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ARC Home > Projects > Sacred land :
Holy water | The holy well of North Petherwyn | Sacred seas

The holy well of North Petherwyn

The holy well in the Cornish village of North Petherwyn was once a central part of sacred life in the village. Even today some of the oldest residents of the village had been christened in its water. But by the 1990s it was in poor condition and had been totally neglected.

The basin was filled with earth and it was protected only by an old cattle barrier that had been thrown against it.

In 1995 the North Cornwall County Council's Heritage Coast and Countryside Service did a review of wells in northern Cornwall based on a book written 100 years before by the Quiller Couch sisters (Ancient & Holy Wells of Cornwall, 1894). They discovered several wells that were overgrown and forgotten – and initiated projects with local communities to restore them.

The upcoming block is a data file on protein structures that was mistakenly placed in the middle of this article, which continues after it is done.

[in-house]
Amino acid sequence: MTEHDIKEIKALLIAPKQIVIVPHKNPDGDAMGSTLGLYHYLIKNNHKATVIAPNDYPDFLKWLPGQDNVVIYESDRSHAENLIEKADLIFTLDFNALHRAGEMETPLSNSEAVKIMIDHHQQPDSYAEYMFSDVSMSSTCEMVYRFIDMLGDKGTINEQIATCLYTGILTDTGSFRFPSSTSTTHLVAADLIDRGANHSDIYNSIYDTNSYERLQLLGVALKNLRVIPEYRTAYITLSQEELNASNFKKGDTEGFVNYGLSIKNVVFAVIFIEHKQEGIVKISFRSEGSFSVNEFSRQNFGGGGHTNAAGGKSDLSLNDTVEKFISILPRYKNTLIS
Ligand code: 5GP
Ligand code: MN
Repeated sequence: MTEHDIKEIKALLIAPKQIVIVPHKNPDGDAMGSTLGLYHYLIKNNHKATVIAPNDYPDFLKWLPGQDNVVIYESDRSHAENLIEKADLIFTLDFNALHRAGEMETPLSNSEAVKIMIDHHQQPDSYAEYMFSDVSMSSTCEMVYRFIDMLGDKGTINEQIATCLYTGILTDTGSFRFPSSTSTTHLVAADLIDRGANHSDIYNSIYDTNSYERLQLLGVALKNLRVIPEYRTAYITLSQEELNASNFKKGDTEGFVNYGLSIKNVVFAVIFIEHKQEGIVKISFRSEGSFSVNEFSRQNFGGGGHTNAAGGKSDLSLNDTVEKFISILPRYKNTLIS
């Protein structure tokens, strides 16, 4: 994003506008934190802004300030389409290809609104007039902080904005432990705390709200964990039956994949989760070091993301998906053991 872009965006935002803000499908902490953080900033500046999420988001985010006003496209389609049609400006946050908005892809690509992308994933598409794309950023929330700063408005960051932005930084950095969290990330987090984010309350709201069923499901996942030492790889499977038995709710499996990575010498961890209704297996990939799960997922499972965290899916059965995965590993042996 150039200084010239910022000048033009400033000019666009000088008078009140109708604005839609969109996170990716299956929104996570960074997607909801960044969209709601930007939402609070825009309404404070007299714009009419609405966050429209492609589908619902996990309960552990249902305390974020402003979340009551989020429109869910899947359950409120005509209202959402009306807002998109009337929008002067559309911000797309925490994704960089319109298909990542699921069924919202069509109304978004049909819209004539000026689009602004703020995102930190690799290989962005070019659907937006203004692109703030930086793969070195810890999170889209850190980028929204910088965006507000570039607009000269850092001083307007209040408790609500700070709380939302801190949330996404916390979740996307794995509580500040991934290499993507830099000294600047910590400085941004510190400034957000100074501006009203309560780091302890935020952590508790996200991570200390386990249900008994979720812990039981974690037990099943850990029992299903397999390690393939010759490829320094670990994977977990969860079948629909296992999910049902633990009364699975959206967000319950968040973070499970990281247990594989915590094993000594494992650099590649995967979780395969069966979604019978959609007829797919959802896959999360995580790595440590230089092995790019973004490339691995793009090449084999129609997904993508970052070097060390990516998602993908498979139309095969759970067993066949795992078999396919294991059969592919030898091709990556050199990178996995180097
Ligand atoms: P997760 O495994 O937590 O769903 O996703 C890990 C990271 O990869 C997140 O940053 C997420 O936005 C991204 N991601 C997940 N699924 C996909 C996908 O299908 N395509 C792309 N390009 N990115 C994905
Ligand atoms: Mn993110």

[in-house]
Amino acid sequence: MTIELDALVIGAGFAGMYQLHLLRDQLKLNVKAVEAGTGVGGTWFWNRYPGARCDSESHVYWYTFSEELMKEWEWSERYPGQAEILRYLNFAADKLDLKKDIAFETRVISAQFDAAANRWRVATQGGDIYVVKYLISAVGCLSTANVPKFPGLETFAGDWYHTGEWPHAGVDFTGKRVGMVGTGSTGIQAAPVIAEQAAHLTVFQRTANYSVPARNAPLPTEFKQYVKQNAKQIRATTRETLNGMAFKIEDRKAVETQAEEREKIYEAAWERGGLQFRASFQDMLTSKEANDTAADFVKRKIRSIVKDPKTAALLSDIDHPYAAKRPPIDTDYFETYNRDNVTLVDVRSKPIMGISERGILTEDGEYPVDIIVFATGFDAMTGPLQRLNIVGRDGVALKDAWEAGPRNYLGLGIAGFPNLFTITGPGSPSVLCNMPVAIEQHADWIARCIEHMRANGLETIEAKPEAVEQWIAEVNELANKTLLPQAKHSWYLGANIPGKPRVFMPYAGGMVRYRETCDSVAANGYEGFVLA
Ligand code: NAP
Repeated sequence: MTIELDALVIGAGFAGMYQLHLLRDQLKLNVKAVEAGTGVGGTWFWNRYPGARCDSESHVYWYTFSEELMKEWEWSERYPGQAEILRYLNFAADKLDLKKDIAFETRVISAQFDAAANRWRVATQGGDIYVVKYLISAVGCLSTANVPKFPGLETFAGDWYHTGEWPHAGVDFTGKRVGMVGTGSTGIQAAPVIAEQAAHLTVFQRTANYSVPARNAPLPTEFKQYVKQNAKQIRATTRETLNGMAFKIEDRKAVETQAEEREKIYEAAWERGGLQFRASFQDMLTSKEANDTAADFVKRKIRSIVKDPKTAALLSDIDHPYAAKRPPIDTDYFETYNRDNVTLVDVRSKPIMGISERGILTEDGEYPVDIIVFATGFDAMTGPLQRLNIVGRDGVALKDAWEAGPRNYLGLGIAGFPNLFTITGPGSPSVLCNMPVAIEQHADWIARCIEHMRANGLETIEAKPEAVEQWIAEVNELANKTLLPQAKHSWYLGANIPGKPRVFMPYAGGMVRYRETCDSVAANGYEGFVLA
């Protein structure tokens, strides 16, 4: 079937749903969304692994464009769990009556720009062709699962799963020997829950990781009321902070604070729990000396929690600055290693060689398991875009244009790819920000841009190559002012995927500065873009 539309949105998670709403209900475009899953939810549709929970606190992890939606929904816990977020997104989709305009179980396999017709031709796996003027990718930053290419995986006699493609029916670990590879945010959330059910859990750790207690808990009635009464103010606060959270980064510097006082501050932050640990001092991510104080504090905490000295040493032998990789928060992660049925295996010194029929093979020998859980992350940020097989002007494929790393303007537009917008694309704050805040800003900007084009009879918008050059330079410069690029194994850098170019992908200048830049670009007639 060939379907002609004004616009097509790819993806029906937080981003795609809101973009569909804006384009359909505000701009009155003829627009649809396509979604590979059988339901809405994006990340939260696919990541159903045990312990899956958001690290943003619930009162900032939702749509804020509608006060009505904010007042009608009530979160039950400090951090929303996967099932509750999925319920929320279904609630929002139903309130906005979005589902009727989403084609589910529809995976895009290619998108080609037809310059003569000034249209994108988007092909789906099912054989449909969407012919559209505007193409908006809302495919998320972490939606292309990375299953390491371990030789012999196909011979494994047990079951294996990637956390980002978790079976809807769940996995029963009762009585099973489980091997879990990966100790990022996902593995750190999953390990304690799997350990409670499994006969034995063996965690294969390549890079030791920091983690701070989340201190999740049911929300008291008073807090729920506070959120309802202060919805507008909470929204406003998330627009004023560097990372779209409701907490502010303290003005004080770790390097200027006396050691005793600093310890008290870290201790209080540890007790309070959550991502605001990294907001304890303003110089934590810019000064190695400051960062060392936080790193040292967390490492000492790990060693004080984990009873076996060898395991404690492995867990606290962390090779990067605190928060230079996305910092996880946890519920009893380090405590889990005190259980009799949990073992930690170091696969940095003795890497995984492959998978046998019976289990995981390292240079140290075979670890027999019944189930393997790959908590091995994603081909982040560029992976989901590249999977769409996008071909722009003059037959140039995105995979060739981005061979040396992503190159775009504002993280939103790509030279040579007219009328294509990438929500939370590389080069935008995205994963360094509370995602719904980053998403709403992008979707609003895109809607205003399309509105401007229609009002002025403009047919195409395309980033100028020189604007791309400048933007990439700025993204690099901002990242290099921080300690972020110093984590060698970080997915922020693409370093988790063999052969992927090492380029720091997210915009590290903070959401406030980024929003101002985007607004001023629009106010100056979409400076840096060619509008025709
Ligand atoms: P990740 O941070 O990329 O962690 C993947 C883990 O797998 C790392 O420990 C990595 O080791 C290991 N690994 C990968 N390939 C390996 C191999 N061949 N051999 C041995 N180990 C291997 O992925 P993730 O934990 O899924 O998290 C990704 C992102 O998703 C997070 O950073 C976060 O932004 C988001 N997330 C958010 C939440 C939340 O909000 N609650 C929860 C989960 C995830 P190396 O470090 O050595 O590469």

The North Petherwyn Holy Well is one of these. It is first mentioned in the late 1400s, although it could be much earlier. The current structure includes a date stone of 1849 – probably the last major restoration – but by 1995 it was derelict and stagnant.

Work started on the well in 1998 – with the support of Sacred Land and other rural grant-giving bodies as well as the full support of the community, archaeologists and local craftspeople and students.

They removed several tons of sludge, a horseshoe and plenty of hazelnuts. When they had finished the well had two metres of ‘crystal-clear water within a beautiful stone-faced void’.

By April 1999 villagers were able to celebrate with handmade banners and a procession – after years of obscurity their well was now restored.

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